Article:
The Government will invest an extra $12b in infrastructure over the next four years, including $6.8b on transport.
Finance Minister Grant Robertson unveiled the spending at the Half-Yearly Economic and Fiscal Update (HYEFU) on Wednesday afternoon, saying it was the right time to take advantage of low interest rates and “future-proof” New Zealand with stimulatory spending
Of the $12b there will be $8b on specific “shovel-ready” projects set to be announced early next year. Most of that will be taken up with a $6.8b spend on transport which itself will mostly be on roads and heavy rail.
Another $300m will be spent on hospital property, $300m on “regional investment opportunities”, and $200m on “public estate decarbonisation.” Also included is the already-announced $400m boost for state school property improvements.
The extra $4b will be allocated to the multi-year capital allowance, meaning the Government can decide how to spend it over future budgets. It will be a mix of short-term spending over the next two years and medium and long-term projects brought forward.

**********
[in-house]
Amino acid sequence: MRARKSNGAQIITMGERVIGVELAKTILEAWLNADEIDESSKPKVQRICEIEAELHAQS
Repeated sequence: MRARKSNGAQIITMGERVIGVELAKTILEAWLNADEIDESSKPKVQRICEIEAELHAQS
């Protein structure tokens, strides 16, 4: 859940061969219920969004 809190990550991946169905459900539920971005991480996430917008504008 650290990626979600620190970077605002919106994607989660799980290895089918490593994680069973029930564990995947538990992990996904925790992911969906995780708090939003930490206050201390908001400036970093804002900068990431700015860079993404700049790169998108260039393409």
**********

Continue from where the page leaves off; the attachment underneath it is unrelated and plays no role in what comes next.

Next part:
The spending increase will largely be funded by new borrowing, which will see the Government break its own Budget Responsibility Rules in 2021, when its net debt is forecast to reach 21.5 per cent of GDP, above the 20 per cent target. Net debt will then fall to below 20 per cent the following year however.
“I think it would be ludicrously stubborn to not respond to the fact that there is an infrastructure need,” Robertson said, saying he couldn’t think of any economist who would be worried about net debt at that level.
“We have the room to do this because we have been fiscally prudent.”
With bond yields at 600 year lows it’s a no-brainer. This is the equivalent of Australia spending $110bn over the next four years, or 5% of GDP.
This ads to NZ’s clearly superior macro management with a much smarter central bank and prudential regulator and more competent treasury.
Shame Recessionberg has no brain.